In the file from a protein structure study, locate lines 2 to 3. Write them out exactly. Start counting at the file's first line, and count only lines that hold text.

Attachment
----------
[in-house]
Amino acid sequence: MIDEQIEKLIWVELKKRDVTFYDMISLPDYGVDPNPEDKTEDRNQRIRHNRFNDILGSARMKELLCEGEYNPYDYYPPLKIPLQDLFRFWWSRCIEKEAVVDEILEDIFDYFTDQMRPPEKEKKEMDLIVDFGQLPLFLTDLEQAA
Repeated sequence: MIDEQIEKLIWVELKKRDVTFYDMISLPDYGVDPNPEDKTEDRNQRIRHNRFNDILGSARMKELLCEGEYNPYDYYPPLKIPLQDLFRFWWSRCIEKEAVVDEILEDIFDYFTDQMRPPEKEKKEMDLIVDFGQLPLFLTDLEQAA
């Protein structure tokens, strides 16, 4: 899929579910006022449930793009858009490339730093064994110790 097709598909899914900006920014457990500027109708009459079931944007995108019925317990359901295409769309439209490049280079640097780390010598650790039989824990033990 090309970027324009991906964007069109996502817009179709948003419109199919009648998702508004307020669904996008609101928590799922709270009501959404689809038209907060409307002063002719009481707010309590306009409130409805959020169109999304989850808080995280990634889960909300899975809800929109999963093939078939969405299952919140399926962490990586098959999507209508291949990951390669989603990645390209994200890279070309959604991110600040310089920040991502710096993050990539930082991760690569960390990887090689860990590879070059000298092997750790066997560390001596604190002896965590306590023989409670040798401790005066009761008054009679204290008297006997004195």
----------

Amino acid sequence: MIDEQIEKLIWVELKKRDVTFYDMISLPDYGVDPNPEDKTEDRNQRIRHNRFNDILGSARMKELLCEGEYNPYDYYPPLKIPLQDLFRFWWSRCIEKEAVVDEILEDIFDYFTDQMRPPEKEKKEMDLIVDFGQLPLFLTDLEQAA
Repeated sequence: MIDEQIEKLIWVELKKRDVTFYDMISLPDYGVDPNPEDKTEDRNQRIRHNRFNDILGSARMKELLCEGEYNPYDYYPPLKIPLQDLFRFWWSRCIEKEAVVDEILEDIFDYFTDQMRPPEKEKKEMDLIVDFGQLPLFLTDLEQAA